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What kind of research was this?

What did the research involve?

In the study, 609 adults ages 18-50 with a body mass index between 28 and 40 underwent genetic and insulin testing.

Is Diet Composition Influenced by Differences in Insulin or Genetics? Researchers then randomly assigned them to either a low-fat or low-carb diet. "There isn't any one diet that anyone has to follow".

The low-fat group was initially encouraged to cut down to 20g a day of fat, and the low-carb group to 20g a day of carbohydrates.

People were weighed and measured after 3 months, 6 months and 12 months, and filled out sporadic food questionnaires to see how closely they were following the diet. My take is that there's just nothing new in this part of the study.

"We wanted them to choose a low-fat or low-carb diet plan that they could potentially follow forever, rather than a diet that they'd drop when the study ended", Gardner said.

Some teammates had dispensed data from a 2008 diet study that appeared to signify that people may shed more weight on low-fat or low-s carbohydrate diets dependent on their genes.

In the initial eight weeks of the study, participants were told to limit their daily carbohydrate or fat intake to just 20 grams, which is about what can be found in a 1.5 slices of whole wheat bread or in a generous handful of nuts, respectively.

The only difference between the groups was in lipid levels in the blood.

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After the second month, the researchers allowed both groups to progressively increase their carb or fat intake to a sustainable level.

How did the researchers interpret the results?

There was no dissimilarity in weight loss among people who attempted either diet even when it was dependent on DNA tests, the researchers anticipated and assumed would speculate which diet was best.

"By becoming engrossed in counting calories and restricting our food intake, which is often what a diet requires us to do, it means becoming more and more confused in regards to what it means to be healthy".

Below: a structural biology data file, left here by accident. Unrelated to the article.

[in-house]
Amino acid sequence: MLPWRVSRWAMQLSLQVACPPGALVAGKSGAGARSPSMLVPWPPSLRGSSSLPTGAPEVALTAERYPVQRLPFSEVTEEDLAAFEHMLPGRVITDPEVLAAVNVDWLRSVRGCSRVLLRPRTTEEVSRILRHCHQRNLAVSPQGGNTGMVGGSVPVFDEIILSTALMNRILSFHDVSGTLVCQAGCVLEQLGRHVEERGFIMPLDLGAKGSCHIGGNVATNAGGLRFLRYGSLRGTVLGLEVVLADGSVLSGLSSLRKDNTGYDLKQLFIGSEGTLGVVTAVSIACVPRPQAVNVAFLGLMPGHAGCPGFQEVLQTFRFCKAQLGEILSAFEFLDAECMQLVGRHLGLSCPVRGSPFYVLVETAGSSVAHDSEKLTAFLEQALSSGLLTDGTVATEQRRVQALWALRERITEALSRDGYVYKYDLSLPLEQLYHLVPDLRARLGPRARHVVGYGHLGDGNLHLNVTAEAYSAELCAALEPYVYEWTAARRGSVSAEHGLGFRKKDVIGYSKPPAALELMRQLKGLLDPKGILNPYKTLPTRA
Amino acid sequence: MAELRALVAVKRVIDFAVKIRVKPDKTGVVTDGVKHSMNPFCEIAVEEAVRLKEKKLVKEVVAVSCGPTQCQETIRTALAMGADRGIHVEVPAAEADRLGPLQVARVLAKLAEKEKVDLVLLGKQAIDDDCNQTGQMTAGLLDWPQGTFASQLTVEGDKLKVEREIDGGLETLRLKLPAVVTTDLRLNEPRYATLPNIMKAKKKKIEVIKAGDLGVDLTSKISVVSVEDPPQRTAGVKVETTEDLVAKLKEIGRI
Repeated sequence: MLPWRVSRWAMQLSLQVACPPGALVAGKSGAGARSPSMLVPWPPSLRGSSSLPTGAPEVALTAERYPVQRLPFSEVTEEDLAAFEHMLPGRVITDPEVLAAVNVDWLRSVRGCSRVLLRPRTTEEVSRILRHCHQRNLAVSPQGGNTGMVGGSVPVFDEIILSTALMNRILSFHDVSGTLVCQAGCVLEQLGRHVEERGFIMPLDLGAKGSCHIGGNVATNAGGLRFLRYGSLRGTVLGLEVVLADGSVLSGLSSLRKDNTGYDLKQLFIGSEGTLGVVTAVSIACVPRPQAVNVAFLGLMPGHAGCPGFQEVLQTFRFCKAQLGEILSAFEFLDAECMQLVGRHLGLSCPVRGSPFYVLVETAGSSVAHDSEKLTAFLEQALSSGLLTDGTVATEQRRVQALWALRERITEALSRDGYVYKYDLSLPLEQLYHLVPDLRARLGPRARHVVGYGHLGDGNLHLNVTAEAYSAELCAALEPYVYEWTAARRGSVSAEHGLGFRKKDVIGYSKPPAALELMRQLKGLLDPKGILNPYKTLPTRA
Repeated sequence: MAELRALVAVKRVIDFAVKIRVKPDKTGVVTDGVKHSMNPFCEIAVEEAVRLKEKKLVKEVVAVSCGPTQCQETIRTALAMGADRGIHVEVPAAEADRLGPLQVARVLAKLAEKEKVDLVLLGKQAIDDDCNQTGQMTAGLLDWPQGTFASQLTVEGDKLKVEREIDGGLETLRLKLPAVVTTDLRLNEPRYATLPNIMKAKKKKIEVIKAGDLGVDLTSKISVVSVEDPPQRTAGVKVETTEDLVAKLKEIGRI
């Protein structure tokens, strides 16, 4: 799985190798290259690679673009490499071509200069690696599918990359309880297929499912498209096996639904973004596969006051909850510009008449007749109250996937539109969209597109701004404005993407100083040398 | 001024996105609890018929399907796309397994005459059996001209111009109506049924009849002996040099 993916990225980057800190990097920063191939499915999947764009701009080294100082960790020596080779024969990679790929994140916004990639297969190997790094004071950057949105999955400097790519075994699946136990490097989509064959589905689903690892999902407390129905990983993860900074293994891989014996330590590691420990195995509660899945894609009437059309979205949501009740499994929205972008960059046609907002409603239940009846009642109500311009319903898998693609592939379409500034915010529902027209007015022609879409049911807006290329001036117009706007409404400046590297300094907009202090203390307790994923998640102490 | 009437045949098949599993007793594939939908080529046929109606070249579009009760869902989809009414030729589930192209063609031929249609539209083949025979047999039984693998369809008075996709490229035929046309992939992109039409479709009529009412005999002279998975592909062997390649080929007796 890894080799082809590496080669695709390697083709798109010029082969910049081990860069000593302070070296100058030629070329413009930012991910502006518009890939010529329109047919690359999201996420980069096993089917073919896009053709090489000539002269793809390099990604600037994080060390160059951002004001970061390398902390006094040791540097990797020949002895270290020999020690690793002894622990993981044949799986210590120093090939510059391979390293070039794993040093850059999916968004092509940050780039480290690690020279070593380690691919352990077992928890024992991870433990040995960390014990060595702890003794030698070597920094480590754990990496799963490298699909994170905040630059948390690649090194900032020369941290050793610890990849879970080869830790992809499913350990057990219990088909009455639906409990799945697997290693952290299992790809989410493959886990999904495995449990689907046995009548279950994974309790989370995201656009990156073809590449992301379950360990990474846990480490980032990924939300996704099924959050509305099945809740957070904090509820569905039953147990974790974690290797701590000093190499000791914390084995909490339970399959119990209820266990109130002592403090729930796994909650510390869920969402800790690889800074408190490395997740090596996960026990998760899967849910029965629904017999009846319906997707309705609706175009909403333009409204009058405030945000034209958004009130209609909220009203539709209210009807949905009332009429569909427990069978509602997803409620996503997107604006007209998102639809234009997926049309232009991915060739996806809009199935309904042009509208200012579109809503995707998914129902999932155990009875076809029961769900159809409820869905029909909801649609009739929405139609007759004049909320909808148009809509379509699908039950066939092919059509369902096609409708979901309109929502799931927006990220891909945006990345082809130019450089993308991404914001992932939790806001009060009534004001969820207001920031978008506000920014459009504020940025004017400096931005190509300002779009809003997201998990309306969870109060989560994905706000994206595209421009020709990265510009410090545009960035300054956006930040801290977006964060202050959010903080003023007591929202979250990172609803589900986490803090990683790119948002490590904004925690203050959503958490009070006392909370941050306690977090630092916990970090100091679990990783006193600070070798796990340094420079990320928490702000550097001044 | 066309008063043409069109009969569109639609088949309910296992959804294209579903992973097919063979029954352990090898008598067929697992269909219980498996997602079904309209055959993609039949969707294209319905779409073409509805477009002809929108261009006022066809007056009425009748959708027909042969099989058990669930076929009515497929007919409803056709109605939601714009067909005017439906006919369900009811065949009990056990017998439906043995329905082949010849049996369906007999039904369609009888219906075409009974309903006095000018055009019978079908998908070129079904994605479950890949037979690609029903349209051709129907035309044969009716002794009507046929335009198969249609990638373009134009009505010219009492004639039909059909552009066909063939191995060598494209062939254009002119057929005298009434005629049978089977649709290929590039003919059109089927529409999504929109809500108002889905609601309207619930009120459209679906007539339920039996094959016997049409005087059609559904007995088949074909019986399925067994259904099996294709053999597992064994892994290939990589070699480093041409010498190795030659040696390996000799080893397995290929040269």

But according to a new study, a person's genes don't actually have an effect on how well certain diets might work, which runs contrary to what some "personalized nutrition" companies may claim.

Arguments over whether reducing fat or carbohydrate is more important for weight loss have raged for years.

The findings, published this week in the academic journal JAMA, showed that dieting individuals who reduced their consumption of added sugars, highly processed foods and refined grains while focusing on increasing their vegetables and whole foods, lost significant amounts of weight over the course of a year without counting calories or limiting the size of portions.

The theory that some diets work better for some people may still hold true - but not for the reasons previously suggested.

After the second month, Gardner's team instructed the groups to make incremental small adjustments as needed, adding back 5 to 15 grams of fat or carbs gradually, aiming to reach a balance they felt they could maintain for the rest of their lives.

The study only had limited power to show whether insulin or genetic variation directly affected the results.

The results underline "how, for most people, knowing genetic risk information doesn't have a big impact", said Timothy Caulfield, of the University of Alberta, a critic of quackery.